The benefits of driving are considerable for drivers and for non-drivers. Congestion also poses costs on non-drivers (because people and goods that non-drivers depend on cannot move within the region quickly, flexibly and efficiently), but most of the costs of congestion are borne by drivers themselves. The costs of pollution are more or less borne equally by everyone in society.

And the data on congestion does not really show that more people on transit makes roads less congested. A lot of the data shows that more transit causes roads to become congested less quickly than they would in the absence of transit. This is still a benefit to drivers, but it is also a benefit for non-drivers. Further, the data on induced demand shows more or less that eventually a region (particularly a region with a large and extensive road network) will reach its congestion capacity regardless of how much transit is available.

The data has shown that the best ways to actually reduce congestion (without collapsing the economic viability of a region) is to reduce road capacity and to increase the cost (to drivers) of road space. But in order not to collapse the region's economy, you will need viable alternatives, and that's where transit comes in.

by Scoot on Jan 10, 2013 2:24 pm • linkreport

All those are true. But the focus should be on how to achieve change, not making snide remarks about entire groups of people.

Seems to me that started the back and forth between us. Don't know what was particularly confusing about the point of origin..since you're the one who said it.

Surely you aren't obsessed with some folks disagreeing with you on a post that was months ago.

Nope. Just pointing out that the sniping you suggest we don't do...is consistent with what we actually do. If you consider that an obsession..it won't be the first of 30th time we've disagreed. Obviously, nothing is an insult or sniping unless you're on the receiving end.

by HogWash on Jan 10, 2013 2:36 pm • linkreport

@Scoot

You have made a lot of bold claims, and ignored most of the externalities that AWITC pointed out.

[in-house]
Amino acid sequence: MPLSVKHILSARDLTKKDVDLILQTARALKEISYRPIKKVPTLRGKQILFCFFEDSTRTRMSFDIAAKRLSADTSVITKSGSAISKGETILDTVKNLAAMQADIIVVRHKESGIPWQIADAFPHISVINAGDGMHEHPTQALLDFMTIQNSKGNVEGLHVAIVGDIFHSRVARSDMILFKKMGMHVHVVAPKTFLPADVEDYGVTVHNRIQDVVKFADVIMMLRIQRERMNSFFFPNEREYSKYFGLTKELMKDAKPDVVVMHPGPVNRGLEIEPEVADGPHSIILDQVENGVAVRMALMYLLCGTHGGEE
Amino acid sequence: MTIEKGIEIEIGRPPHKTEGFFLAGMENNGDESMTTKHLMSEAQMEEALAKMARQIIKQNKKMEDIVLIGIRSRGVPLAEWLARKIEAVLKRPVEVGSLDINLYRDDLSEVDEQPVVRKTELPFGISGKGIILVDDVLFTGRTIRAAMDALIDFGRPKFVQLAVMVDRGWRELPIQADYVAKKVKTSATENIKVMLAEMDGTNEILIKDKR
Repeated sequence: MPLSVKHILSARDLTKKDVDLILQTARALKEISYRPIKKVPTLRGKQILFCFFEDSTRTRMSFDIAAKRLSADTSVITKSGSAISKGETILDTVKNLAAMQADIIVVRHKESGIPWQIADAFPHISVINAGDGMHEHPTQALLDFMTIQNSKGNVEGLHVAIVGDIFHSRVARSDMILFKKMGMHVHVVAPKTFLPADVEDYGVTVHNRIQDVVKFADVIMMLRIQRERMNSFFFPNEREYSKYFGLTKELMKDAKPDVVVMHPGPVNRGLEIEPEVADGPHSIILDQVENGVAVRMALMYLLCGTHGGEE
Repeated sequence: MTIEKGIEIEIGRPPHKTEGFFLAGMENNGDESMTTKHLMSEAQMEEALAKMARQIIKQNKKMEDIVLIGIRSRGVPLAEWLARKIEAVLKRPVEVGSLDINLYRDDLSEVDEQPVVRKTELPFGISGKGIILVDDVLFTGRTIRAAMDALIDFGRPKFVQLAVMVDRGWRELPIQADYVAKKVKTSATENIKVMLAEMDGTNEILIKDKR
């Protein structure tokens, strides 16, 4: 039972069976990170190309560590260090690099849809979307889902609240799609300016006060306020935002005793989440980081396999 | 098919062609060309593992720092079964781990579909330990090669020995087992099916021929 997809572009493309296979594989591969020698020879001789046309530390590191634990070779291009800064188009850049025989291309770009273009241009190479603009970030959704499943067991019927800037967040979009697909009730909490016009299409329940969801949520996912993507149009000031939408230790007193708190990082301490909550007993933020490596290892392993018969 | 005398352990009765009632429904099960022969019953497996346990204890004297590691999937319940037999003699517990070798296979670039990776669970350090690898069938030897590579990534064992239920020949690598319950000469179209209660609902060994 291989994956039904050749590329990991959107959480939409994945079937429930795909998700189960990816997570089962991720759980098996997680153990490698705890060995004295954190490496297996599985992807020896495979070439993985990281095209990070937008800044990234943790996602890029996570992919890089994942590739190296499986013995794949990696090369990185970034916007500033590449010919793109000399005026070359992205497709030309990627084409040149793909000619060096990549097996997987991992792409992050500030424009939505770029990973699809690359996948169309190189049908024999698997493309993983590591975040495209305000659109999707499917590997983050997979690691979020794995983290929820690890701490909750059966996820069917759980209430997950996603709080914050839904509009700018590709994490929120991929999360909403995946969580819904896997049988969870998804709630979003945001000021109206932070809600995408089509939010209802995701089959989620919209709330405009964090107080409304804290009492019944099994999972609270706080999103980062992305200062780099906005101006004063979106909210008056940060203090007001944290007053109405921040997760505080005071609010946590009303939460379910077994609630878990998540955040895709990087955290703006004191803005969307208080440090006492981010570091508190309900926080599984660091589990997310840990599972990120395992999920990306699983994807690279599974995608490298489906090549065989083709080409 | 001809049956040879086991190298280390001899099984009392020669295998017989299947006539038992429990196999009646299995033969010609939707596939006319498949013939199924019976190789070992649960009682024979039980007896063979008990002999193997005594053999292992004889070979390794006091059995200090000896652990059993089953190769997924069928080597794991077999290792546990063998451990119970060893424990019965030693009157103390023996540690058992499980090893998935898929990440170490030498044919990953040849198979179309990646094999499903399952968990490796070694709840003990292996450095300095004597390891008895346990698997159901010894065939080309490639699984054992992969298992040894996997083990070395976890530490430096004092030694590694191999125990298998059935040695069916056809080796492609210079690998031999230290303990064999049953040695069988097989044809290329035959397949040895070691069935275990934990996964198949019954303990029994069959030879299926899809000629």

I said that drivers pay for the costs of auto pollution

Drivers currently pay absolutely nothing for the cost of auto polution. Drivers pay registration fees, inspections and other miscellaneous fees, and state and local gas taxes. The sum of which doesn't even cover the cost of maintaining roadways, much less expanding, see the federal and state and local governments recent constant transfers of funds to cover shortfalls.

The benefits of driving are considerable for drivers and for non-drivers.

How are the benefits of driving considerable... for non-drivers? When I bike in DC, people driving is of no advantage to me. Of course, delivery drivers need to be on the road, but how do benefits of driving go to non-drivers, even in the slightest??

Congestion also poses costs on non-drivers

Costs non-drivers, caused by drivers.

A lot of the data shows that more transit causes roads to become congested less quickly than they would in the absence of transit. This is still a benefit to drivers, but it is also a benefit for non-drivers.

Of course they become congested less quickly, because there are less people using them. I have no clue how again this is a benefit to non-drivers. It is the people who aren't driving, who aren't causing congestion, and the people who are driving, who are causing congestion.

And the data on congestion does not really show that more people on transit makes roads less congested.

Oh come on. If you take 10% of the cars off the beltway on any given day, does it move more smoothly?

Further, the data on induced demand shows more or less that eventually a region (particularly a region with a large and extensive road network) will reach its congestion capacity regardless of how much transit is available.

This is not what induced demand is.

by Kyle-W on Jan 10, 2013 3:41 pm • linkreport

For the folks seriously considering the idea of making roads and transit free and just charging a higher sales tax to pay for it all. Why not extend the logic to air travel? Wouldn't it be great if flying was free and the costs would simply be distributed among everyone through a sales tax? In that case, I'd fly to the beach every weekend.